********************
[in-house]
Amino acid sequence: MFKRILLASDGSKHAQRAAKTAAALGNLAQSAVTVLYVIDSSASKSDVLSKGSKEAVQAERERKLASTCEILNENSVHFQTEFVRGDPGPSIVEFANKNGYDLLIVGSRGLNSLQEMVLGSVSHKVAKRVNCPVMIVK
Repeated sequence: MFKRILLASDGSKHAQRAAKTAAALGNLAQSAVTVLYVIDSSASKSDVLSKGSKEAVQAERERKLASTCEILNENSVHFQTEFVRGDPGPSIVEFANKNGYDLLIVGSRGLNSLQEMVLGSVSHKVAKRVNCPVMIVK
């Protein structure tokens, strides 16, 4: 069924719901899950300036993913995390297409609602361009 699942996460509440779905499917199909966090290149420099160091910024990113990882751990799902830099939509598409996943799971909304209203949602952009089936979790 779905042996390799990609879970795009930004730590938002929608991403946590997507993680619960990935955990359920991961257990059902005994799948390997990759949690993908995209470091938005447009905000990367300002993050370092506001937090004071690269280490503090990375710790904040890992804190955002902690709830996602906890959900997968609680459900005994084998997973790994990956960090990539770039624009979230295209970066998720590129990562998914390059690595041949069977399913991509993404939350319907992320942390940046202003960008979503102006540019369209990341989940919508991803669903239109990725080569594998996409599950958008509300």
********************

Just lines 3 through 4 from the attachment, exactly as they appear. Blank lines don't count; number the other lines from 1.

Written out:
Repeated sequence: MFKRILLASDGSKHAQRAAKTAAALGNLAQSAVTVLYVIDSSASKSDVLSKGSKEAVQAERERKLASTCEILNENSVHFQTEFVRGDPGPSIVEFANKNGYDLLIVGSRGLNSLQEMVLGSVSHKVAKRVNCPVMIVK
């Protein structure tokens, strides 16, 4: 069924719901899950300036993913995390297409609602361009 699942996460509440779905499917199909966090290149420099160091910024990113990882751990799902830099939509598409996943799971909304209203949602952009089936979790 779905042996390799990609879970795009930004730590938002929608991403946590997507993680619960990935955990359920991961257990059902005994799948390997990759949690993908995209470091938005447009905000990367300002993050370092506001937090004071690269280490503090990375710790904040890992804190955002902690709830996602906890959900997968609680459900005994084998997973790994990956960090990539770039624009979230295209970066998720590129990562998914390059690595041949069977399913991509993404939350319907992320942390940046202003960008979503102006540019369209990341989940919508991803669903239109990725080569594998996409599950958008509300």